Beyond the Journal: The science of communication

Effective use of embargoes

17 Jul 2019
Like them or loathe them, embargoes are a part of communicating new scientific research to the media.

By Ruth Francis 

The communication of new scientific research is often done under embargo — that is, before the research is available in the public domain on the understanding that reporters will hold off publishing news until the work is formally published.

The use of embargoes is the source of great debate and discussion among journalists and PIOs, but what I’ll try to do here is lay out best practice without getting into all of that. Personally, I believe it is a matter of trust. If you’re using embargoes, then make sure you work transparently and honestly, and make sure you’re sending information to journalists who you know and have agreed to work in this way.

While there are downsides to embargoes, there are some advantages. In general, it is good practice for the full data to be in the public domain when it is reported so audiences and other researchers can access the source material. Working with a journal to coordinate communication of new research ticks that box, and if you send out something ‘for immediate release’ after the publication, journalists sometimes ask “why the release now?” They like to peg their story to ‘newness,’ such as the release of data. 

Journalists usually appreciate the early notice about new work and sending out a release a few days ahead of publication of the results, under embargo timed to publication, can give them time to digest the full paper, interview your scientists and speak to some outside sources.

Embargoes can give you a better chance of getting coverage. Unless something is truly noteworthy, research can get largely ignored if it goes out ‘for immediate release’ because journalists may not have enough time to dig into technical details that day. So if you believe it’s in the public interest to get the research out there as widely as possible, the embargo can be your friend.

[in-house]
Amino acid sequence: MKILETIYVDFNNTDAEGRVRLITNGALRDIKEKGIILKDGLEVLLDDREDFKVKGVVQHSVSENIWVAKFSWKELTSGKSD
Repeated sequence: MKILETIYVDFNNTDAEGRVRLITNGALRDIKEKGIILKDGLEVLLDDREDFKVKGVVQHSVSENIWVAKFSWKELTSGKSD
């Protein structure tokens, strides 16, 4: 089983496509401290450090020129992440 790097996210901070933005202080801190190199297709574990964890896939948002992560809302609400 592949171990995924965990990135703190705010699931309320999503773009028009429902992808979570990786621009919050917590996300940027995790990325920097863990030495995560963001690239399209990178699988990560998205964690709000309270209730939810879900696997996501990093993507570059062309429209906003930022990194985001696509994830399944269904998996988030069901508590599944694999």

But there are drawbacks too, and they would make for a whole new blog post. You can find out more about the history of embargoes and some arguments against them in this thoughtful post on Vox

How press officers can make the most of embargoes: 

Be clear about why your press release is under embargo. Usually embargoes are tied to the publication date of the research in a journal, though they can be tied to conference presentations or press briefings.

Find out when the journal is publishing the work. Don’t rely on the academic to tell you, because often they are only informed at publication. If you can, get in touch with the journal’s press office, or even a production editor, who can give you an idea of how long that journal takes to publish papers that are in the system. 

Some publishing houses, if you have given them your contact information, will let you know about a week beforehand if you have researchers publishing in their journals, but this is not true for all of them. If you have an academic you work with a lot, it can be helpful to build relationships with the journals in which they publish, so you have an idea of how they operate.

Either use a service like Asia Research News that has agreed with journalists in advance that they are happy to receive embargoed news, or contact reporters directly to check with them and build your own press list. Some journalists do not like to be cold contacted with embargoed information and others do not work with embargoes, so best to be sure before sending something out.

Do not make up an embargo. If a reporter finds that work is already in the public domain and you’re trying to embargo it, you will lose their trust for any future press releases. There is some debate about whether research that has appeared on preprint servers can then still be embargoed based on journal publication date. For the most part, journals and press officers are operating as if the research is still embargoed, arguing that only the final version is peer reviewed and with the full dataset. There’s a useful blog about that here.

Don’t use embargoes as a weapon to withhold or be selective about information. If we use them wisely, they can benefit our researchers in the dissemination of their research, and the broader public in understanding that research.

Ruth Francis is a communications expert with 20 years of experience working in academia and publishing, including Springer Nature, BioMed Central, Cancer Research UK and King's College London.